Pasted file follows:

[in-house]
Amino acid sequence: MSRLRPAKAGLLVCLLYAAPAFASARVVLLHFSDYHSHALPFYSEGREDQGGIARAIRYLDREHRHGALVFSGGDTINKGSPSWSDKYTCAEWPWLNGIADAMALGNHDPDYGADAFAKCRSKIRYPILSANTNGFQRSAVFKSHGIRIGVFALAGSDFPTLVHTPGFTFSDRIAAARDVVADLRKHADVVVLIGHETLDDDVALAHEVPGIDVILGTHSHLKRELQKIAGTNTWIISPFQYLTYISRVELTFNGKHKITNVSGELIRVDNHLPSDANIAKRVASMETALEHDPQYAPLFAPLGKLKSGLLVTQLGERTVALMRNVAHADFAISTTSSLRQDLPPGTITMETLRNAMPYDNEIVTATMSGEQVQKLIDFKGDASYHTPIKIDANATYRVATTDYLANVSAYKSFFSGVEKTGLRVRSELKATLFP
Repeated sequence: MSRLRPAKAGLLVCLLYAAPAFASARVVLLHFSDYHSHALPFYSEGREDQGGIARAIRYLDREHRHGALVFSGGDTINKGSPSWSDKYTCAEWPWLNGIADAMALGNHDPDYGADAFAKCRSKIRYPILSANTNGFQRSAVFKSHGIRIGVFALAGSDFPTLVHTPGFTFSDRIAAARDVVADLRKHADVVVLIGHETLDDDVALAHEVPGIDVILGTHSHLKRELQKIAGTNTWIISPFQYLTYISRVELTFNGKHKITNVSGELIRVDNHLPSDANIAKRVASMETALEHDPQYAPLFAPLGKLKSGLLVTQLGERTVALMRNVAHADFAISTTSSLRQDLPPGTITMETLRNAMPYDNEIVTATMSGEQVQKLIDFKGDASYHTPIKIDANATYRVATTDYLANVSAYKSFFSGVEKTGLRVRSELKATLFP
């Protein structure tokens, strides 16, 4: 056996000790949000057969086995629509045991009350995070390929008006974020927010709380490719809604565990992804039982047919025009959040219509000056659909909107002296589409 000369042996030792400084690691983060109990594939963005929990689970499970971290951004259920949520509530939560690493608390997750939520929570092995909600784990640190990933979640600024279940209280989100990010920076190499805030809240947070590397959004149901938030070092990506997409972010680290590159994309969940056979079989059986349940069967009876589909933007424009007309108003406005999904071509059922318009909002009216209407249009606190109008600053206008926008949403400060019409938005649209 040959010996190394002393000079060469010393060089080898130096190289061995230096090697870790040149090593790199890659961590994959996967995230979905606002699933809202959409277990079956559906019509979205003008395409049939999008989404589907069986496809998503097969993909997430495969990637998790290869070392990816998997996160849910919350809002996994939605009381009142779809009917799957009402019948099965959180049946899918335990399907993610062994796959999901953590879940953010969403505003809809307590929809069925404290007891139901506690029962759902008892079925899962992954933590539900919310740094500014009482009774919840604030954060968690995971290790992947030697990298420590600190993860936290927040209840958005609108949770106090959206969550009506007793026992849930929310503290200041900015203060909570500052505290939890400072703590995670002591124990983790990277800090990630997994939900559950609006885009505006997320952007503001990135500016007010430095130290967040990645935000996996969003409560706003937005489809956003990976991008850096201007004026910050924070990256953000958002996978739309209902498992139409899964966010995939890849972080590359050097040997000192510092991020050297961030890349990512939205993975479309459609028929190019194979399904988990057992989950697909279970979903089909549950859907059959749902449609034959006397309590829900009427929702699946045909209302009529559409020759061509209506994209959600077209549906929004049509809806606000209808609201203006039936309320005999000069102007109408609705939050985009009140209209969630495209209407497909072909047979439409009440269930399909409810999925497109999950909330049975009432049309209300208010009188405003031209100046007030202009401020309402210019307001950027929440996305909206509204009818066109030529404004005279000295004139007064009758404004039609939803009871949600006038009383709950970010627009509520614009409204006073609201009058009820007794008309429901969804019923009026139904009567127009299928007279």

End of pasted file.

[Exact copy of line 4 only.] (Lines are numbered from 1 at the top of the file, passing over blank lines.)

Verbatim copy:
């Protein structure tokens, strides 16, 4: 056996000790949000057969086995629509045991009350995070390929008006974020927010709380490719809604565990992804039982047919025009959040219509000056659909909107002296589409 000369042996030792400084690691983060109990594939963005929990689970499970971290951004259920949520509530939560690493608390997750939520929570092995909600784990640190990933979640600024279940209280989100990010920076190499805030809240947070590397959004149901938030070092990506997409972010680290590159994309969940056979079989059986349940069967009876589909933007424009007309108003406005999904071509059922318009909002009216209407249009606190109008600053206008926008949403400060019409938005649209 040959010996190394002393000079060469010393060089080898130096190289061995230096090697870790040149090593790199890659961590994959996967995230979905606002699933809202959409277990079956559906019509979205003008395409049939999008989404589907069986496809998503097969993909997430495969990637998790290869070392990816998997996160849910919350809002996994939605009381009142779809009917799957009402019948099965959180049946899918335990399907993610062994796959999901953590879940953010969403505003809809307590929809069925404290007891139901506690029962759902008892079925899962992954933590539900919310740094500014009482009774919840604030954060968690995971290790992947030697990298420590600190993860936290927040209840958005609108949770106090959206969550009506007793026992849930929310503290200041900015203060909570500052505290939890400072703590995670002591124990983790990277800090990630997994939900559950609006885009505006997320952007503001990135500016007010430095130290967040990645935000996996969003409560706003937005489809956003990976991008850096201007004026910050924070990256953000958002996978739309209902498992139409899964966010995939890849972080590359050097040997000192510092991020050297961030890349990512939205993975479309459609028929190019194979399904988990057992989950697909279970979903089909549950859907059959749902449609034959006397309590829900009427929702699946045909209302009529559409020759061509209506994209959600077209549906929004049509809806606000209808609201203006039936309320005999000069102007109408609705939050985009009140209209969630495209209407497909072909047979439409009440269930399909409810999925497109999950909330049975009432049309209300208010009188405003031209100046007030202009401020309402210019307001950027929440996305909206509204009818066109030529404004005279000295004139007064009758404004039609939803009871949600006038009383709950970010627009509520614009409204006073609201009058009820007794008309429901969804019923009026139904009567127009299928007279």